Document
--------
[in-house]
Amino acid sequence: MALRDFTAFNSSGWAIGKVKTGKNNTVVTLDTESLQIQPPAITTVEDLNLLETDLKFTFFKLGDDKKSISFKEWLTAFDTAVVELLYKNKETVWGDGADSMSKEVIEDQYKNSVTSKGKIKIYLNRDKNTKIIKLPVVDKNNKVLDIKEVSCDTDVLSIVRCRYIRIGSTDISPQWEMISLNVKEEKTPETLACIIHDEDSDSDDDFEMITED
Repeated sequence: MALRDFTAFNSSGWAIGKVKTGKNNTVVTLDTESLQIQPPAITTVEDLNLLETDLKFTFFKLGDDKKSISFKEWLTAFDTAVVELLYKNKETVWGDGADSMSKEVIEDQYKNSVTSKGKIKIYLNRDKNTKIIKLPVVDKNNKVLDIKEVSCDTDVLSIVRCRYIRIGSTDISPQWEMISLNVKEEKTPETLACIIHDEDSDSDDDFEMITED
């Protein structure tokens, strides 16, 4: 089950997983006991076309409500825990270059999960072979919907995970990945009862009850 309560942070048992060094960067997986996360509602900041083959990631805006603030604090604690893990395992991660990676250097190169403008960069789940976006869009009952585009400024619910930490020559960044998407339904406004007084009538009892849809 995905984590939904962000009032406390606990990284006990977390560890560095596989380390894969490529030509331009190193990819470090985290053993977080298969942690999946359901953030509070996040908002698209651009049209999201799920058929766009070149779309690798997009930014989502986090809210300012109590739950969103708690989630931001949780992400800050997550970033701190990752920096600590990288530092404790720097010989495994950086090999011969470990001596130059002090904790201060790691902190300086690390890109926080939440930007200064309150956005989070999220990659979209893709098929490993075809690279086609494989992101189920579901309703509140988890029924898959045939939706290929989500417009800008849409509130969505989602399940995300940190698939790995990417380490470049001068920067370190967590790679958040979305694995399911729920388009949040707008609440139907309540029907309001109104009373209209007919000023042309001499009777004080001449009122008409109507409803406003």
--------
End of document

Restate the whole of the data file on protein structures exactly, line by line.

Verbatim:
[in-house]
Amino acid sequence: MALRDFTAFNSSGWAIGKVKTGKNNTVVTLDTESLQIQPPAITTVEDLNLLETDLKFTFFKLGDDKKSISFKEWLTAFDTAVVELLYKNKETVWGDGADSMSKEVIEDQYKNSVTSKGKIKIYLNRDKNTKIIKLPVVDKNNKVLDIKEVSCDTDVLSIVRCRYIRIGSTDISPQWEMISLNVKEEKTPETLACIIHDEDSDSDDDFEMITED
Repeated sequence: MALRDFTAFNSSGWAIGKVKTGKNNTVVTLDTESLQIQPPAITTVEDLNLLETDLKFTFFKLGDDKKSISFKEWLTAFDTAVVELLYKNKETVWGDGADSMSKEVIEDQYKNSVTSKGKIKIYLNRDKNTKIIKLPVVDKNNKVLDIKEVSCDTDVLSIVRCRYIRIGSTDISPQWEMISLNVKEEKTPETLACIIHDEDSDSDDDFEMITED
């Protein structure tokens, strides 16, 4: 089950997983006991076309409500825990270059999960072979919907995970990945009862009850 309560942070048992060094960067997986996360509602900041083959990631805006603030604090604690893990395992991660990676250097190169403008960069789940976006869009009952585009400024619910930490020559960044998407339904406004007084009538009892849809 995905984590939904962000009032406390606990990284006990977390560890560095596989380390894969490529030509331009190193990819470090985290053993977080298969942690999946359901953030509070996040908002698209651009049209999201799920058929766009070149779309690798997009930014989502986090809210300012109590739950969103708690989630931001949780992400800050997550970033701190990752920096600590990288530092404790720097010989495994950086090999011969470990001596130059002090904790201060790691902190300086690390890109926080939440930007200064309150956005989070999220990659979209893709098929490993075809690279086609494989992101189920579901309703509140988890029924898959045939939706290929989500417009800008849409509130969505989602399940995300940190698939790995990417380490470049001068920067370190967590790679958040979305694995399911729920388009949040707008609440139907309540029907309001109104009373209209007919000023042309001499009777004080001449009122008409109507409803406003």